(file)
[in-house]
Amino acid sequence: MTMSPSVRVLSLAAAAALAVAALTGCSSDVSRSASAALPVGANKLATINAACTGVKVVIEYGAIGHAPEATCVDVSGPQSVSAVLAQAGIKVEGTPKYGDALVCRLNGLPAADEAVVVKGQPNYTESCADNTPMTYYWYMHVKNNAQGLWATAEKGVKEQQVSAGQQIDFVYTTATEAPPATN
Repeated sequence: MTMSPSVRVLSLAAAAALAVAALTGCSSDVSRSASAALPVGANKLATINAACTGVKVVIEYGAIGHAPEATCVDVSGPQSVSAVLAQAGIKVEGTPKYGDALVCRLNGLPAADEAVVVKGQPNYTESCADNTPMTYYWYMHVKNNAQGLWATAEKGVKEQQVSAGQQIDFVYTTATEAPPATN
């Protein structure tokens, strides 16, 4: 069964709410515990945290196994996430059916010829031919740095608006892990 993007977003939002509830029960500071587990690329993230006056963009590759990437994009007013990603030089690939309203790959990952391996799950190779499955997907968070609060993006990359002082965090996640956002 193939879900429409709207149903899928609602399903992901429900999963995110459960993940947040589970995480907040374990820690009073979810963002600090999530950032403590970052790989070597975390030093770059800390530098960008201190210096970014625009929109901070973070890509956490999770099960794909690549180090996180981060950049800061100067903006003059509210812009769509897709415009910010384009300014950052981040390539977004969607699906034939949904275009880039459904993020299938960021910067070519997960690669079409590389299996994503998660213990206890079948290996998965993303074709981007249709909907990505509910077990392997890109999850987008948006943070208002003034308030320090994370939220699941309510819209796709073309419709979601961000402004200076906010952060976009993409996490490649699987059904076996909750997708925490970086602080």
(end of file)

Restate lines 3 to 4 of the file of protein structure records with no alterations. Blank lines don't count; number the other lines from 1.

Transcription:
Repeated sequence: MTMSPSVRVLSLAAAAALAVAALTGCSSDVSRSASAALPVGANKLATINAACTGVKVVIEYGAIGHAPEATCVDVSGPQSVSAVLAQAGIKVEGTPKYGDALVCRLNGLPAADEAVVVKGQPNYTESCADNTPMTYYWYMHVKNNAQGLWATAEKGVKEQQVSAGQQIDFVYTTATEAPPATN
């Protein structure tokens, strides 16, 4: 069964709410515990945290196994996430059916010829031919740095608006892990 993007977003939002509830029960500071587990690329993230006056963009590759990437994009007013990603030089690939309203790959990952391996799950190779499955997907968070609060993006990359002082965090996640956002 193939879900429409709207149903899928609602399903992901429900999963995110459960993940947040589970995480907040374990820690009073979810963002600090999530950032403590970052790989070597975390030093770059800390530098960008201190210096970014625009929109901070973070890509956490999770099960794909690549180090996180981060950049800061100067903006003059509210812009769509897709415009910010384009300014950052981040390539977004969607699906034939949904275009880039459904993020299938960021910067070519997960690669079409590389299996994503998660213990206890079948290996998965993303074709981007249709909907990505509910077990392997890109999850987008948006943070208002003034308030320090994370939220699941309510819209796709073309419709979601961000402004200076906010952060976009993409996490490649699987059904076996909750997708925490970086602080």